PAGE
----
It would be mundane were it for the fact that neither is currently officially sold in China, they are privately imported from the U.S. and sold locally at an extortionate price. Yet the Chinese can’t seem to get enough of them, indicating a significant pent-up demand for this type of vehicles. It would appear Ford U.S. has been reading BSCB as they will start officially selling the 2017 Raptor here later this year, the fact that the Chinese government is in the process of cancelling laws preventing pickups from entering big cities probably also helping. This shows that Americans manufacturers are starting to get China very right indeed. GM had a new Buick LaCrosse in Beijing after unveiling the new Excelle GT and Verano in Guangzhou last November, Jeep introduced its China-made Renegade and distributed very sleek brochures celebrating its 75th anniversary and Lincoln also did extremely well as we’ll see further down. It’s not by chance that GM outsold VW in China for the first time in a decade in 2015. Also, where was the Toyota Tundra TRD on Toyota’s stand? Nowhere, you guessed it.
4. Renault makes a splash
Just one month after the Kadjar made its first appearance in the China-made sales charts, French manufacturer Renault went all guns blazing in Beijing with the World Premiere of the all-new Koleos. Renault kick-started its very first Chinese assembly plant in Wuhan earlier this year and is determined to not make the same mistakes its compatriot PSA Peugeot-Citroen made in this country, namely missing out big time on the SUV wave despite being installed in China for almost 25 years. The marketing budget Renault has unlocked for the Beijing Auto Show is impressive, with large Kadjar banners facing the subway exit into the Show and a gigantic digital screen spanning 200 meters across a large building in construction one block away from the Exhibition Center (see pictures below).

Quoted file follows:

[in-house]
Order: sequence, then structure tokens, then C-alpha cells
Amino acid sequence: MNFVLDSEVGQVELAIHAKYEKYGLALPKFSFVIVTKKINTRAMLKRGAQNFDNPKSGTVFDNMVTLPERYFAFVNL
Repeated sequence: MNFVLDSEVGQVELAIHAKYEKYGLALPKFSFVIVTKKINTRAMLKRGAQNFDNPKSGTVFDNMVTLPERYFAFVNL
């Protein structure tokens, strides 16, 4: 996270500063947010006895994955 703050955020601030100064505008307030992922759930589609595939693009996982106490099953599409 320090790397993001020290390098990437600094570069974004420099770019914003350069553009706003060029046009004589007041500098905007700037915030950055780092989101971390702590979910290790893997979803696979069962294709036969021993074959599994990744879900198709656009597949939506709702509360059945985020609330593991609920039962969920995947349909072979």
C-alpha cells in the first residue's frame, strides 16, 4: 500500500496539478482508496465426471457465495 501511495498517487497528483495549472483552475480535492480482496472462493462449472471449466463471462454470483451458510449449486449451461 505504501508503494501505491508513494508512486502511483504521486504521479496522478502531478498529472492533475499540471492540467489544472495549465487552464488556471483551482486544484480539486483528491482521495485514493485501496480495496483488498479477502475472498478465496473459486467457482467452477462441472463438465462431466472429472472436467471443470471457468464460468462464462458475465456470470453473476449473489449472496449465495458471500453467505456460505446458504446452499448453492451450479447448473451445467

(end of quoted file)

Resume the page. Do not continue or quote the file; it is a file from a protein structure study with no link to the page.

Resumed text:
Renault has carefully laid out its stand to ensure the connection with its Formula 1 success isn’t missed by any visitor. This connection has done wonders to position the French manufacturer upmarket in India, and Renault wants to replicate this situation for the Chinese market.